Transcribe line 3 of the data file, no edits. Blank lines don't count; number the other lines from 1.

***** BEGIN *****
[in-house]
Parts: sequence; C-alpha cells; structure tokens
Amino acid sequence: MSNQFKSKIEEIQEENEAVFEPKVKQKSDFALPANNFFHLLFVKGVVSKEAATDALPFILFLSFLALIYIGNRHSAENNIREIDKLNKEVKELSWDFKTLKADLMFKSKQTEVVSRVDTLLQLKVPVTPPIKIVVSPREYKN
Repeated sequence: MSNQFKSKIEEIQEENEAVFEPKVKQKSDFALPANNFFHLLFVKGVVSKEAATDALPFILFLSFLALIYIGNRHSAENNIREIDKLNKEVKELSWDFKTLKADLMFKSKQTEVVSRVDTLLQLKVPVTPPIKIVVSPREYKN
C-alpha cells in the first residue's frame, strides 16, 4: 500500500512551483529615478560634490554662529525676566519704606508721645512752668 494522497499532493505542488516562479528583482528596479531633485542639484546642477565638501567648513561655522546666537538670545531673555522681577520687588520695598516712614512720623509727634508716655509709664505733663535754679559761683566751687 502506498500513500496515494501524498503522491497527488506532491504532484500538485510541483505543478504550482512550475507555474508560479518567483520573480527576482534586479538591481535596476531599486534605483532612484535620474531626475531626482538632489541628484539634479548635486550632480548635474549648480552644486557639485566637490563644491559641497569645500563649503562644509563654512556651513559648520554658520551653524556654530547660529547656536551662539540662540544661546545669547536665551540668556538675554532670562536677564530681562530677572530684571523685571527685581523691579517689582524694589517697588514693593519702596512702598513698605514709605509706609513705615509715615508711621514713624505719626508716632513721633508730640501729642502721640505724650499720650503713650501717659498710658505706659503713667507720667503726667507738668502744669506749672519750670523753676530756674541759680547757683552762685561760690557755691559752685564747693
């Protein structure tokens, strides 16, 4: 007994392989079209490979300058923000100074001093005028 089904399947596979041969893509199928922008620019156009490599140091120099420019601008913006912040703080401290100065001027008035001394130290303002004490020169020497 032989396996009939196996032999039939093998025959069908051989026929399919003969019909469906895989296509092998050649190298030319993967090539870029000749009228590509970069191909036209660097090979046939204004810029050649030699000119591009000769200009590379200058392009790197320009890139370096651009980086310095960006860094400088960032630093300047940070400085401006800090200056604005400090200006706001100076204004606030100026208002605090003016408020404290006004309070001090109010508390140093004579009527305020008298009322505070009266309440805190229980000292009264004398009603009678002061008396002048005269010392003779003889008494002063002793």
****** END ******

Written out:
Amino acid sequence: MSNQFKSKIEEIQEENEAVFEPKVKQKSDFALPANNFFHLLFVKGVVSKEAATDALPFILFLSFLALIYIGNRHSAENNIREIDKLNKEVKELSWDFKTLKADLMFKSKQTEVVSRVDTLLQLKVPVTPPIKIVVSPREYKN